In an attempt to curb alcohol abuse on Maryland’s college campuses, grain alcohol containing 95 percent alcohol by volume, or 190-proof, could be banned in Maryland by July 1. A bill that bans the sale and exacts penalties passed the Senate Health, Education and Environmental Affairs Committee last Tuesday by a 7-2 vote.
“SB75 seeks to address the dangerous problem of excessive drinking on our college campuses,” said the bill’s sponsor, Sen. Richard Madaleno at a Jan. 23 hearing–quoting statistics from the Johns Hopkins Bloomberg School of Public Health. “Each year an estimated 1,825 college students die from alcohol related injuries, while 599,000 are injured, 696,000 are hit or assaulted, and 9,000 are victims of sexual assault or date rape by another drinking college student. Grain alcohol plays a dangerous role in these statistics as an odorless and colorless toxin that easily mixes with other beverages that conceal its potency.”
Madaleno claimed that one bottle cap full was equivalent to a can of beer or a glass of wine.
At least 16 states, including neighboring Pennsylvania, Virginia and West Virginia have banned or restricted the sale of grain alcohol and other 190-proof spirits.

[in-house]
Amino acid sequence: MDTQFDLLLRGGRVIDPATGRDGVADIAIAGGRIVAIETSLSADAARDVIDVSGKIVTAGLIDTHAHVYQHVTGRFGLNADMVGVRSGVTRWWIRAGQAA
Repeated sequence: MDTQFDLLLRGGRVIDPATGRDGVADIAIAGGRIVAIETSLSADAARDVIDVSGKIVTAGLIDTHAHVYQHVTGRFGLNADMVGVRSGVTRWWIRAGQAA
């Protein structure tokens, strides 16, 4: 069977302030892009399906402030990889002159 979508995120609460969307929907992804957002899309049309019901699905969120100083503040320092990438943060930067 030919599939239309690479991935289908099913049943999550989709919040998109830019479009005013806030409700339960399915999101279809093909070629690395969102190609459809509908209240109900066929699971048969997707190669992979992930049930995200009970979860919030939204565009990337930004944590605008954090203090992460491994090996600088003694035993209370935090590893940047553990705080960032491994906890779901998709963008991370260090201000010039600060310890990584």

The Maryland Collaborative to Reduce College Drinking and Related Problems, a network of ten colleges and universities in Maryland, is lobbying for passage of the bill.
Bills in 2009 and 2010 passed the Senate but failed to clear the House. John Olderman, chief of staff for Madaleno, said the chance of passage this year was “very good.”
An analysis from the Department of Legislative Services reports that alcohol tax revenue would be insignificantly effected by passage of the bill–but general fund revenues could increase slightly due to penalties imposed on merchants violating the ban.
Sen. J.B. Jennings, R-Harford, one of only two committee members opposed to the bill, said the type of alcohol isn’t the issue and that education and personal responsibility would better address alcohol abuse on college campuses.
“If it’s not grain alcohol it will be something else next week,” Jennings said in a brief phone interview with the Spy. “There are other alcohols available to them that run up to that level. Why are we singling out just one type.”
Kent County Sheriff John F. Price said he supports the ban as a public safety issue.
“I would certainly support prohibiting the sale in our retail establishments,” Price told the Spy on Monday. “It can have a devastating affect on our college campuses for inexperienced drinkers who want to experiment with alcohol. I see it as a public safety issue and hopefully the legislature will be successful in making it illegal in Maryland.”